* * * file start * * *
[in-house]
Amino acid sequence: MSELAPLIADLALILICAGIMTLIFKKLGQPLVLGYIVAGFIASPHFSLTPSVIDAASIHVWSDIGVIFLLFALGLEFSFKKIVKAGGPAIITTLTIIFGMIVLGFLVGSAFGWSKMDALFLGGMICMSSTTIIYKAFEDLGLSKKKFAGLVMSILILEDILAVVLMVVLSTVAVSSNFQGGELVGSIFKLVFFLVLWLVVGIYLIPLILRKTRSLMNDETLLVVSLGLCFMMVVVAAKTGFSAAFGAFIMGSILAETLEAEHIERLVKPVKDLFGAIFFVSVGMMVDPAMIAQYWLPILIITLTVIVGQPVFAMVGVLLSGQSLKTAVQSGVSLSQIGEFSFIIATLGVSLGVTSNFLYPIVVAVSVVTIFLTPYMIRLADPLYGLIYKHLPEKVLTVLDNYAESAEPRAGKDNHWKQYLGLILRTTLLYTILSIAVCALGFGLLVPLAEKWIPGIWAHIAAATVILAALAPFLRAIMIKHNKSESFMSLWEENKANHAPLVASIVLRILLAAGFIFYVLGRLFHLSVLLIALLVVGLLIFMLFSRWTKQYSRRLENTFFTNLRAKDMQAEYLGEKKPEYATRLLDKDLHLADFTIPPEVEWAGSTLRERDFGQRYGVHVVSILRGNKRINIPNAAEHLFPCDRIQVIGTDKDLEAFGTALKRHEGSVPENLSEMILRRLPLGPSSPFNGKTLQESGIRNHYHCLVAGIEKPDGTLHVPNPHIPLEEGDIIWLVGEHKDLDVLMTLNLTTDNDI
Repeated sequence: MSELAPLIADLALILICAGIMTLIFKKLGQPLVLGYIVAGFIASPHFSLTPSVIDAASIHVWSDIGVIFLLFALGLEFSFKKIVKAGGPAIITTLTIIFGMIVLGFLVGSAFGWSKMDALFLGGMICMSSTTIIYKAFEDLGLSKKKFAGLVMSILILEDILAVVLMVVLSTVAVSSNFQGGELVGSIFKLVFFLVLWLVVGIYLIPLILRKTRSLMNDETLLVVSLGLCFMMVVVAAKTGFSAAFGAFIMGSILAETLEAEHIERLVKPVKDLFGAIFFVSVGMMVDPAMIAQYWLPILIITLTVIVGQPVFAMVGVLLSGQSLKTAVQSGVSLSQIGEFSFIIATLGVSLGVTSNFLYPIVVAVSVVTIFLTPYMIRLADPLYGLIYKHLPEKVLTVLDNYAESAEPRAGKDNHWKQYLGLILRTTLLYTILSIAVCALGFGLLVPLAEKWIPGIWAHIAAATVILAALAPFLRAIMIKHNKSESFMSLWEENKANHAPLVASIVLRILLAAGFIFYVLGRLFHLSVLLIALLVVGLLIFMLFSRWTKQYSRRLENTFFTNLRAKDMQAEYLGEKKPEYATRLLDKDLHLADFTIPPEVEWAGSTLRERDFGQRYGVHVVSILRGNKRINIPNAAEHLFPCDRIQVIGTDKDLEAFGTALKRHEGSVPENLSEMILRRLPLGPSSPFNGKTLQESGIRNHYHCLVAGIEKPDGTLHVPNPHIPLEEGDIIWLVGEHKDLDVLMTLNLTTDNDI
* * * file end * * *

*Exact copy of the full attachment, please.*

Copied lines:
[in-house]
Amino acid sequence: MSELAPLIADLALILICAGIMTLIFKKLGQPLVLGYIVAGFIASPHFSLTPSVIDAASIHVWSDIGVIFLLFALGLEFSFKKIVKAGGPAIITTLTIIFGMIVLGFLVGSAFGWSKMDALFLGGMICMSSTTIIYKAFEDLGLSKKKFAGLVMSILILEDILAVVLMVVLSTVAVSSNFQGGELVGSIFKLVFFLVLWLVVGIYLIPLILRKTRSLMNDETLLVVSLGLCFMMVVVAAKTGFSAAFGAFIMGSILAETLEAEHIERLVKPVKDLFGAIFFVSVGMMVDPAMIAQYWLPILIITLTVIVGQPVFAMVGVLLSGQSLKTAVQSGVSLSQIGEFSFIIATLGVSLGVTSNFLYPIVVAVSVVTIFLTPYMIRLADPLYGLIYKHLPEKVLTVLDNYAESAEPRAGKDNHWKQYLGLILRTTLLYTILSIAVCALGFGLLVPLAEKWIPGIWAHIAAATVILAALAPFLRAIMIKHNKSESFMSLWEENKANHAPLVASIVLRILLAAGFIFYVLGRLFHLSVLLIALLVVGLLIFMLFSRWTKQYSRRLENTFFTNLRAKDMQAEYLGEKKPEYATRLLDKDLHLADFTIPPEVEWAGSTLRERDFGQRYGVHVVSILRGNKRINIPNAAEHLFPCDRIQVIGTDKDLEAFGTALKRHEGSVPENLSEMILRRLPLGPSSPFNGKTLQESGIRNHYHCLVAGIEKPDGTLHVPNPHIPLEEGDIIWLVGEHKDLDVLMTLNLTTDNDI
Repeated sequence: MSELAPLIADLALILICAGIMTLIFKKLGQPLVLGYIVAGFIASPHFSLTPSVIDAASIHVWSDIGVIFLLFALGLEFSFKKIVKAGGPAIITTLTIIFGMIVLGFLVGSAFGWSKMDALFLGGMICMSSTTIIYKAFEDLGLSKKKFAGLVMSILILEDILAVVLMVVLSTVAVSSNFQGGELVGSIFKLVFFLVLWLVVGIYLIPLILRKTRSLMNDETLLVVSLGLCFMMVVVAAKTGFSAAFGAFIMGSILAETLEAEHIERLVKPVKDLFGAIFFVSVGMMVDPAMIAQYWLPILIITLTVIVGQPVFAMVGVLLSGQSLKTAVQSGVSLSQIGEFSFIIATLGVSLGVTSNFLYPIVVAVSVVTIFLTPYMIRLADPLYGLIYKHLPEKVLTVLDNYAESAEPRAGKDNHWKQYLGLILRTTLLYTILSIAVCALGFGLLVPLAEKWIPGIWAHIAAATVILAALAPFLRAIMIKHNKSESFMSLWEENKANHAPLVASIVLRILLAAGFIFYVLGRLFHLSVLLIALLVVGLLIFMLFSRWTKQYSRRLENTFFTNLRAKDMQAEYLGEKKPEYATRLLDKDLHLADFTIPPEVEWAGSTLRERDFGQRYGVHVVSILRGNKRINIPNAAEHLFPCDRIQVIGTDKDLEAFGTALKRHEGSVPENLSEMILRRLPLGPSSPFNGKTLQESGIRNHYHCLVAGIEKPDGTLHVPNPHIPLEEGDIIWLVGEHKDLDVLMTLNLTTDNDI